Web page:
The first public meeting regarding the complex Blue Mountain Land Exchange was held Monday night, March 3 at the Senior Center in Wallowa. Thirty-three people attended the session which was presented by the Wallowa County Board of Commissioners. Subsequent meetings were held Tuesday at Imnaha during the daytime and at Cloverleaf Hall in Enterprise in the evening.
The purpose of the three public meetings was to help the county commissioners come up with public generated information to submit to the Forest Service as part of the federal agency's scoping process.
As anticipated, the portion of the exchange involving Wood Butte and Hawkins Pass, the portion involving hotel magnate Mark Hemstreet, drew the most discussion at Wallowa.
The Blue Mountain Land Exchange has been in the works since 1990 and involves seven counties and three national forest: the Wallowa-Whitman, Malheur and Umatilla.
Wallowa County has the largest stake in the exchange with a proposed 16,267 acres slated to go from private ownership to public ownership, and 6,993 acres to go from public ownership to private ownership. Because of low tax rates applied on timber/grazing lands the amount of tax shift involved, as estimated from figures taken from the Wallowa County assessor's office, is not great. Commission Chairman Mike Hayward suggested that the tax implications would result in a loss of $2,752 in taxes and an increase in the in-lieu of taxes category of $3,087 annually.
The goal of the land exchange, as presented by King Williams of the Clearwater Land Exchange, a third party facilitator in the process, is to reach a balance between private and public appraised values across the seven-county effort. Individual exchanges within the total picture can be balanced by cash transactions not to differ from 25 percent of the appraised value.
Though not started yet, the appraisal of the lands involved will be done by the Beaverton firm of the Healy Company which has a positive track record of assessing such land exchanges in the past, said Williams.
After introductory remarks by Hayward and Williams, those in attendance were divided into two groups to present concerns and input. John Williams and Bruce Dunn, representing the Wallowa County Natural Resources Advisory Council, recorded information and questions on flip charts, later relaying their findings to the reassembled group.
It was noted during discussions that the multiple parcels belonging to the Delbert Lewis Estate in the Imnaha area are for sale and not part of the exchange unless they are purchased, then included as part of the exchange. It was suggested that Hemstreet could purchase some of the Lewis properties, then exchange them for properties he wishes to acquire in the Powwatka area. It was estimated that he was interested in acquiring 1,700 acres near properties he already owns in the Powwatka area north of Wallowa.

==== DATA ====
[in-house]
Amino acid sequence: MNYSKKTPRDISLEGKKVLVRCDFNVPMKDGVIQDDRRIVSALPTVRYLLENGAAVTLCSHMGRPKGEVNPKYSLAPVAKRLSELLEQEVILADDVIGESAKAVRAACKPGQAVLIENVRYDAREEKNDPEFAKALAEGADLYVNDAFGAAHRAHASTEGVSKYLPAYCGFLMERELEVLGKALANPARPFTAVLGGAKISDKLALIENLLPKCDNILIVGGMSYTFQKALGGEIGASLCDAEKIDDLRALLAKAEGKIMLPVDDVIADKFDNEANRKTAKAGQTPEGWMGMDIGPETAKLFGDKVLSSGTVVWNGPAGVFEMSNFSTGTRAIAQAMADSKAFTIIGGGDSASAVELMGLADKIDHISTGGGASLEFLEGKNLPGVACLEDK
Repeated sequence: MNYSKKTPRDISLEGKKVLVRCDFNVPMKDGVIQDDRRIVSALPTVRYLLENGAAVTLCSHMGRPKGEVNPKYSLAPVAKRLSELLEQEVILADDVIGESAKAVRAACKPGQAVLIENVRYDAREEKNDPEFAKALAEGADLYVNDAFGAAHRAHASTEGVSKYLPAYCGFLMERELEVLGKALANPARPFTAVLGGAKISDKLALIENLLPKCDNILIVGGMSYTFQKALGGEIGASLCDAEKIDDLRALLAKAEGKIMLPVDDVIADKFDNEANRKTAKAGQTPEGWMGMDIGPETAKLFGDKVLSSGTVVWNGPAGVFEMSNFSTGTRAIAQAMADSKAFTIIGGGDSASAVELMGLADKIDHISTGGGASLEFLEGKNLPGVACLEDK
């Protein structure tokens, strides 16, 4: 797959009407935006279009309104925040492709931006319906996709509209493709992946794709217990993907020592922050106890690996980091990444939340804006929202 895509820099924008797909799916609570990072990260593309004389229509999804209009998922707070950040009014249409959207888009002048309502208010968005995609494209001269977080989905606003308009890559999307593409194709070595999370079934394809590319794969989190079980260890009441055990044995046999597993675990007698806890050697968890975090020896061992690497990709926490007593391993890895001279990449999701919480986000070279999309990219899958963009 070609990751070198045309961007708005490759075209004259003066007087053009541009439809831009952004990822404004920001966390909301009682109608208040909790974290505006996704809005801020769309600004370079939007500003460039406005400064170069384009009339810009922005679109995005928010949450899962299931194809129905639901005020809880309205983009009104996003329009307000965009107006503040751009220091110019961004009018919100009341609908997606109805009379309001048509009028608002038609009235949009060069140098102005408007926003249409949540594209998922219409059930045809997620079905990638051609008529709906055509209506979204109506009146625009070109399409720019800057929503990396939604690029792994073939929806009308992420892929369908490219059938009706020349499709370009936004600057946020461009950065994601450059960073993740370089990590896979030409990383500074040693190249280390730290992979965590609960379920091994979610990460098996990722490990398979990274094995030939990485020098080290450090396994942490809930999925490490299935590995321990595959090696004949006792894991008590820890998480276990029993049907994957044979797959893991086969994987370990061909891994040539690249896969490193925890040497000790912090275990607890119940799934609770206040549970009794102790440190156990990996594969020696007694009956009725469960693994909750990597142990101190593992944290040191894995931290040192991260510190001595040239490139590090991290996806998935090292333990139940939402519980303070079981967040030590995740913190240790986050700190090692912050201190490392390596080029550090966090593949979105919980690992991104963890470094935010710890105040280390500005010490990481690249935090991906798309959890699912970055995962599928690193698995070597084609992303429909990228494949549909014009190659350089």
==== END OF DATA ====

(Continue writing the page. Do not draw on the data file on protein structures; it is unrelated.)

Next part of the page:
Both groups talked in detail about the Hemstreet portion of the exchange. In return for desired properties near Powwatka he is willing to give up a 57 acre parcel at Hawkins Pass within the Eagle Cap Wilderness Area, a parcel the Forest Service has long wished to acquire because of its landlocked location within its boundaries, and over 400 acres of land up Hurricane Creek.
Bud Phillips of Wallowa opposed the exchange as far as it involves Wood Butte in the Powwatka property. He and others argued that Wood Butte is far more accessible to the public than Hawkins Pass and should remain so. Area Forest Service Ranger Kendall Clark said that Hawkins Pass, because of snow, is accessible to hikers about two weeks out of the year. She quickly backed up that statement with a remark that the site is becoming more popular with winter recreationists.
Hayward anticipated that Tuesday's meeting at Imnaha would focus more heavily on the Lewis parcels. He did not know what focus the Enterprise meeting would have.
King Williams stated that the Clearwater Land Exchange has contacted no landowners about being part of the project. The initiative comes from the landowners. The Clearwater Land Exchange has been in existence since 1972 and has arranged three dozen land exchanges in the western states.
Clark admitted that the consolidation of Forest Service boundaries is a big concern of the federal agency.
King Williams said from previous track records that an estimated 80-plus percent of the proposed parcels in the exchange will be part of the final package. No new lands can now be added and there is no condemnation of land involved in the process.
The total exchange in Baker, Grant, Morrow, Umatilla, Union, Wallowa and Wheeler counties is proposed to include 36,453 acres being changed from private ownership into federal ownership and 20,568 acres from public ownership to private ownership. In only Morrow County is there a net gain in private ownership; 220 acres.
Written testimony is encouraged, especially before the end of April. Such testimony can be submitted to Wallowa-Whitman National Forest, c/o Linda Vore, Box 907, Baker City, Oregon 97814.